Don’t panic, your Aadhaar is safe, writes RS Sharma

Amidst concerns regarding Aadhaar data leak, a look at how the unique identification system actually adheres to the principles of privacy

Privacy and data protection concerns have become serious in a digital world due to ease of search and aggregation, with or without Aadhaar. Type any name in Google and it will throw up thousands of results, giving data/information publicly available. Hence, the responsibility falls on organisations which collect data from individuals to protect it.
If a state government puts bank account details of MNREGA workers or the PAN details on its portal then one doesn’t need an Aadhaar number to find any information – simply the name will do. There may be multiple people with that name. But so what! You can always find the person with their other attributes, if available publicly.
Hence, each data custodian must become conscious of their responsibility to protect their customer’s data. Aadhaar has been designed as a digital identity platform, which is inclusive, unique and authenticable to participate in any digital transaction. This has transformed service delivery in our country, providing huge convenience to citizens and substantial reduction of leakages. Direct benefit transfer, subscription to various services and authentication at the point of service delivery are some benefits.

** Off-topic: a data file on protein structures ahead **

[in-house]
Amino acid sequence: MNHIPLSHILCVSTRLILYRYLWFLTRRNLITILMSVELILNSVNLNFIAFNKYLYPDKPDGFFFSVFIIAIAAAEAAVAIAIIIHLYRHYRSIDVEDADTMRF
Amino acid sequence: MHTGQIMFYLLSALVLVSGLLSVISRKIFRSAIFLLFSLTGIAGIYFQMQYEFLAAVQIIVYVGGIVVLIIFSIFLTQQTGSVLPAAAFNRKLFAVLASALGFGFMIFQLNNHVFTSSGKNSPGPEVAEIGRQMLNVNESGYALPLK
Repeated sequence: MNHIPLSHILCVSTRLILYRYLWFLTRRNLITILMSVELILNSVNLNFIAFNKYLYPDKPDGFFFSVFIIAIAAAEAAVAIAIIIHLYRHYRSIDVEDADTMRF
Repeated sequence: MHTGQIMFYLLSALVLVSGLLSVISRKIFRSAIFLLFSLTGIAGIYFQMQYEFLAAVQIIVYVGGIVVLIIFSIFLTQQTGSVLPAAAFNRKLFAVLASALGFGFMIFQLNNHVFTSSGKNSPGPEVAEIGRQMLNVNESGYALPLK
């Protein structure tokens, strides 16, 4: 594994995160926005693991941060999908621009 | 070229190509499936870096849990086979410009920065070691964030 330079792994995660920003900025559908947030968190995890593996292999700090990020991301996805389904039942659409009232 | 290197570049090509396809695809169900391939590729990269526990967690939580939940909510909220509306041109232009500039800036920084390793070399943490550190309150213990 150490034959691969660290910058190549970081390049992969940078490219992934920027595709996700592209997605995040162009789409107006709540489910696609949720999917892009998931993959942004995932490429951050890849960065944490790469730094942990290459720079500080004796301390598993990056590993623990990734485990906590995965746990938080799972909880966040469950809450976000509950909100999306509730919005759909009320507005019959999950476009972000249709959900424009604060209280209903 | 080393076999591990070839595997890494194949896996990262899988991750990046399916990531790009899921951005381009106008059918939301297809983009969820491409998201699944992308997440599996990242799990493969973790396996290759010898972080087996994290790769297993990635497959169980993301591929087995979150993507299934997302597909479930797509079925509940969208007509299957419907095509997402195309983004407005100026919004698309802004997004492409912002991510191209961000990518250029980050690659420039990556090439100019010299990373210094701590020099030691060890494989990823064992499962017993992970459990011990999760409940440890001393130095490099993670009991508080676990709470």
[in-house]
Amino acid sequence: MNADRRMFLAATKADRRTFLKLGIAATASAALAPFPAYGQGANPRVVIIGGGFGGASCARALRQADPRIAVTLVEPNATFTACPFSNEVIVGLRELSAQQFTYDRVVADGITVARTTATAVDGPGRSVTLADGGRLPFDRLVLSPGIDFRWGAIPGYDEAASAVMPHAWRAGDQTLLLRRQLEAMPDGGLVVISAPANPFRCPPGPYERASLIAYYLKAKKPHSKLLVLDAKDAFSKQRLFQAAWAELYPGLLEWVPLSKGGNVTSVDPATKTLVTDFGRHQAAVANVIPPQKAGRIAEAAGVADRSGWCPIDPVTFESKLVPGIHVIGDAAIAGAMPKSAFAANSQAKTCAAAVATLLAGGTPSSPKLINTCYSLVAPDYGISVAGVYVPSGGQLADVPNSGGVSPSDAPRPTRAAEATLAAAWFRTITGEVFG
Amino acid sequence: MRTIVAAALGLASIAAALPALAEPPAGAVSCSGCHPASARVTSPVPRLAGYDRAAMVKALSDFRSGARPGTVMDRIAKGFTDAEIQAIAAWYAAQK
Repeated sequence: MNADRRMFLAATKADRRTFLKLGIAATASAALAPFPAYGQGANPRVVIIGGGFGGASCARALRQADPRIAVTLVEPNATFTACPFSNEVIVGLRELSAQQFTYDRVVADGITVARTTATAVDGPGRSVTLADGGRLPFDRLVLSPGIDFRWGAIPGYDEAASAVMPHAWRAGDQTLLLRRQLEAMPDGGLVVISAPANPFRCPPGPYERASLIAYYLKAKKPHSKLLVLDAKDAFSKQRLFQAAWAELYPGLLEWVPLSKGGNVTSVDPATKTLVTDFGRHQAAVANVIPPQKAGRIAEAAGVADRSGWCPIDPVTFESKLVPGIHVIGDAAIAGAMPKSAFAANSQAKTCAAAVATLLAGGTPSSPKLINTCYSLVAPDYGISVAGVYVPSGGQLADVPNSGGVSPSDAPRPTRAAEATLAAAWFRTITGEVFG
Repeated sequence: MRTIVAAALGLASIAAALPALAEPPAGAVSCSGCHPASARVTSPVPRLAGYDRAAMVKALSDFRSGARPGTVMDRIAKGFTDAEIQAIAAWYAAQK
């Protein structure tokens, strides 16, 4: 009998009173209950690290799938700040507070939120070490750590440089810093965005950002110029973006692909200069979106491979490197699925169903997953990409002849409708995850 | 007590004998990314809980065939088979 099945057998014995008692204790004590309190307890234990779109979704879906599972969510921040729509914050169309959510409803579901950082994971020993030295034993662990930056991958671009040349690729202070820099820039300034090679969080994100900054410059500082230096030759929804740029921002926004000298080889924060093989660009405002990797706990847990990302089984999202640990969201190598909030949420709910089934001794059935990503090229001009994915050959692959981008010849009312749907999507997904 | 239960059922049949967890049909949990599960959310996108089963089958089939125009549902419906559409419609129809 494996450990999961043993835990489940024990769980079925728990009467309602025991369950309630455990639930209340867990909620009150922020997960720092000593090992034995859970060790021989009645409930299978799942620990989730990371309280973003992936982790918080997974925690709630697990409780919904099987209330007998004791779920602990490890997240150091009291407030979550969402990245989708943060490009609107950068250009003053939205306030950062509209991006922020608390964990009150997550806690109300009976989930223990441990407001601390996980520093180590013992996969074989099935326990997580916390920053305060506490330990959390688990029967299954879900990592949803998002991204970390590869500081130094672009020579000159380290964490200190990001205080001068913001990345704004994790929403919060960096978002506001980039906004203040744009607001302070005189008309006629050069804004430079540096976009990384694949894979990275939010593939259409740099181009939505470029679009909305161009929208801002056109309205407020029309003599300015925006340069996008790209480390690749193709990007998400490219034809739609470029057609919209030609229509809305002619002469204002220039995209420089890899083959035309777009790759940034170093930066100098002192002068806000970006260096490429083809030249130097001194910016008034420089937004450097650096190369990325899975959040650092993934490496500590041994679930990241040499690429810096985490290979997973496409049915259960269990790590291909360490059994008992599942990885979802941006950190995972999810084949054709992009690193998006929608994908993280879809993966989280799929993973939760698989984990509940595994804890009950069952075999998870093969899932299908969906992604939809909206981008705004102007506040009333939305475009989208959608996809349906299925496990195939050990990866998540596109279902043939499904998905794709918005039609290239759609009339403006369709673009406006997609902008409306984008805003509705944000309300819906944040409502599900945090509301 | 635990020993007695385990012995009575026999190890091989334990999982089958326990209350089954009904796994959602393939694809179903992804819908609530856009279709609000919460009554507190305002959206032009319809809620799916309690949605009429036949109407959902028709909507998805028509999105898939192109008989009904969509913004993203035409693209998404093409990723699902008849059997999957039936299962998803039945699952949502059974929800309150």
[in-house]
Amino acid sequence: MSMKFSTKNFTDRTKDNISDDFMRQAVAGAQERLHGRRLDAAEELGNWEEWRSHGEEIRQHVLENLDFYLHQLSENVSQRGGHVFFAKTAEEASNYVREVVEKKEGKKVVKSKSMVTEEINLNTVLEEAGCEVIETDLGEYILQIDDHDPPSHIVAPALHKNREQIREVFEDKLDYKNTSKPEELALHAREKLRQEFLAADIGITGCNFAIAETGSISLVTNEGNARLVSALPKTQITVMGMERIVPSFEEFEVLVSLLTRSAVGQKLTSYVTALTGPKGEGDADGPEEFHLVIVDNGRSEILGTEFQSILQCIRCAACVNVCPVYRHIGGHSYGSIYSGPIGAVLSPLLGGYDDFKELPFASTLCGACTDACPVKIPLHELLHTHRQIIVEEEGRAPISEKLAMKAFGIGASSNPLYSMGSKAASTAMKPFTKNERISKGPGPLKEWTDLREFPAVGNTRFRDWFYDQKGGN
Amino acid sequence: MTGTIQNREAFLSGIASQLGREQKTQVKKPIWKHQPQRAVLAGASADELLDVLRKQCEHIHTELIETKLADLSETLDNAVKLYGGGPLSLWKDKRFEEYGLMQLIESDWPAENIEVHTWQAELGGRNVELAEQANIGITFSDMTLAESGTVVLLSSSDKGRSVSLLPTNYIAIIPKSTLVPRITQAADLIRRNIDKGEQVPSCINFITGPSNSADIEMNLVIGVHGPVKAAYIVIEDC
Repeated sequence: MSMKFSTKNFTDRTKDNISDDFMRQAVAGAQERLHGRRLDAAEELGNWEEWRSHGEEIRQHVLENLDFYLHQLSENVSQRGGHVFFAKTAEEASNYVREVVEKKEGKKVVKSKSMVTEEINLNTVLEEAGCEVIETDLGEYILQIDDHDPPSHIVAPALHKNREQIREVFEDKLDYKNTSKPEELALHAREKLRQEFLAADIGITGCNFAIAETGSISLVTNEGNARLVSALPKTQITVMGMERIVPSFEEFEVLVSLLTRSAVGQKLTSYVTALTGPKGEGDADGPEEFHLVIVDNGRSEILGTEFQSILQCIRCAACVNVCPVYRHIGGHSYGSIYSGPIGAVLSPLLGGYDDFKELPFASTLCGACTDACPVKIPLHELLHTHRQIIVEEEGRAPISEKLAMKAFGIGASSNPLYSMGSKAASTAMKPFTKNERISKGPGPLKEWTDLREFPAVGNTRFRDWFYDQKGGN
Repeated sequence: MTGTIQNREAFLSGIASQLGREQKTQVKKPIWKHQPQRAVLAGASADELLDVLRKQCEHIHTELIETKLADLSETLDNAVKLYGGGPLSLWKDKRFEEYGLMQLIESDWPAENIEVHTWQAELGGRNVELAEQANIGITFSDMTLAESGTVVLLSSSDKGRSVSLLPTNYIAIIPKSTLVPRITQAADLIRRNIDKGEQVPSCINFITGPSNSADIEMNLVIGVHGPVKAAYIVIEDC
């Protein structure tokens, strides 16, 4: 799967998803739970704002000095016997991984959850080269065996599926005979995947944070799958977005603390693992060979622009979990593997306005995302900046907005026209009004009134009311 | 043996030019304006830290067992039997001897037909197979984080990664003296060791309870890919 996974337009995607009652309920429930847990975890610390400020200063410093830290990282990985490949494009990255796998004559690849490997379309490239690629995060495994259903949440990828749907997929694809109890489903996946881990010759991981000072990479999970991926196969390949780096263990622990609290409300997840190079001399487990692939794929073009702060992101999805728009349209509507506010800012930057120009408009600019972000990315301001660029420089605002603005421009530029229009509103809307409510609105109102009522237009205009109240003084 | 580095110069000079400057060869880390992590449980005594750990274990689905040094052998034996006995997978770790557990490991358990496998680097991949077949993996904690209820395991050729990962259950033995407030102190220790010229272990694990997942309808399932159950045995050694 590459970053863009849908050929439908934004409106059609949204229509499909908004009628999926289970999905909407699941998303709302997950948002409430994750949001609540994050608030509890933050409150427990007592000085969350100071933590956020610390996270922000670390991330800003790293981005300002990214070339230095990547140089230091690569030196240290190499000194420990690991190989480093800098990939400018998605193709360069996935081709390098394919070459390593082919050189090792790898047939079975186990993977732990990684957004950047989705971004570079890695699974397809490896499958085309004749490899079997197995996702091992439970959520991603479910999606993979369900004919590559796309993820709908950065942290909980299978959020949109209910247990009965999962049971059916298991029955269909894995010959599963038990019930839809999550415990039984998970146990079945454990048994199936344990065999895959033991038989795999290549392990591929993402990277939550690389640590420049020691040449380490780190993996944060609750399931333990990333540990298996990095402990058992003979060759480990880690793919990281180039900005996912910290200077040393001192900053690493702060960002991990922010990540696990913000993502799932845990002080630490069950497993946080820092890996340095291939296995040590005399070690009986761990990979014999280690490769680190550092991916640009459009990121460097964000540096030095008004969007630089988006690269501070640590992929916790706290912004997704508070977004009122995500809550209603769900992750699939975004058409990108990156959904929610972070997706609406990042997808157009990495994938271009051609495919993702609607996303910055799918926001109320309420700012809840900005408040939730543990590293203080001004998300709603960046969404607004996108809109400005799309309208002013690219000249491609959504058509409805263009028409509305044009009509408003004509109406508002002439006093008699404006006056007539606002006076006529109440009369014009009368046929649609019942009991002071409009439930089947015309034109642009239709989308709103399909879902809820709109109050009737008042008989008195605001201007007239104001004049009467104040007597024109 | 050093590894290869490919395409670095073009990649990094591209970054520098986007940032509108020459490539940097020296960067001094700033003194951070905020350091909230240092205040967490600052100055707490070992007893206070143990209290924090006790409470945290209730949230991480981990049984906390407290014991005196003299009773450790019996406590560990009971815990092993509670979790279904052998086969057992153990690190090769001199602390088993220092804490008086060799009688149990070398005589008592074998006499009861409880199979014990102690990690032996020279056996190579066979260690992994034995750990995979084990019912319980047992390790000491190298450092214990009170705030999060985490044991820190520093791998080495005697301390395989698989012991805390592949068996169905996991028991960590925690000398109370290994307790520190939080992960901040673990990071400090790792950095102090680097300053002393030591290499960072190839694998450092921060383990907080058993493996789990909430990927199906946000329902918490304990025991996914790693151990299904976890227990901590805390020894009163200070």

The UID project has been aware of privacy and data protection issues since the very beginning and has taken every step, as per the best practices available in the world, to ensure they are not violated. The general law on privacy is beyond the ambit of the UIDAI. With the Aadhaar Act in place, let us discuss the provisions relating to privacy and data protection in the Act.
UIDAI’s strategy document

Unlike many countries, India does not have a law on privacy. The law relating to it has been evolved by the courts through various judicial pronouncements over the years. Interestingly, the former UIDAI chairman, Nandan Nilekani, had written to the PM as early as in May 2010 suggesting a need for the privacy law. The government prepared a draft bill on Right to Privacy but it was not turned.